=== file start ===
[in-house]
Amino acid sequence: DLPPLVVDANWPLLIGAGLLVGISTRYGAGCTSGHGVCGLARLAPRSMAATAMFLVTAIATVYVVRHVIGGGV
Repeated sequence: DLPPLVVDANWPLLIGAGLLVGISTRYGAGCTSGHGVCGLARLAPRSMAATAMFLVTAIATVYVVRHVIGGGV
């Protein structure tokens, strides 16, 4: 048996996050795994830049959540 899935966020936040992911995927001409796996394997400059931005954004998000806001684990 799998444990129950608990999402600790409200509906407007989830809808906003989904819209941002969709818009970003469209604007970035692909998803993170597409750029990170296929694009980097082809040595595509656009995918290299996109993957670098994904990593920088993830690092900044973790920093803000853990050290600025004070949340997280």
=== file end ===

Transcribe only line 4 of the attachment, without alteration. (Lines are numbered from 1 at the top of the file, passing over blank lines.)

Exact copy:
């Protein structure tokens, strides 16, 4: 048996996050795994830049959540 899935966020936040992911995927001409796996394997400059931005954004998000806001684990 799998444990129950608990999402600790409200509906407007989830809808906003989904819209941002969709818009970003469209604007970035692909998803993170597409750029990170296929694009980097082809040595595509656009995918290299996109993957670098994904990593920088993830690092900044973790920093803000853990050290600025004070949340997280």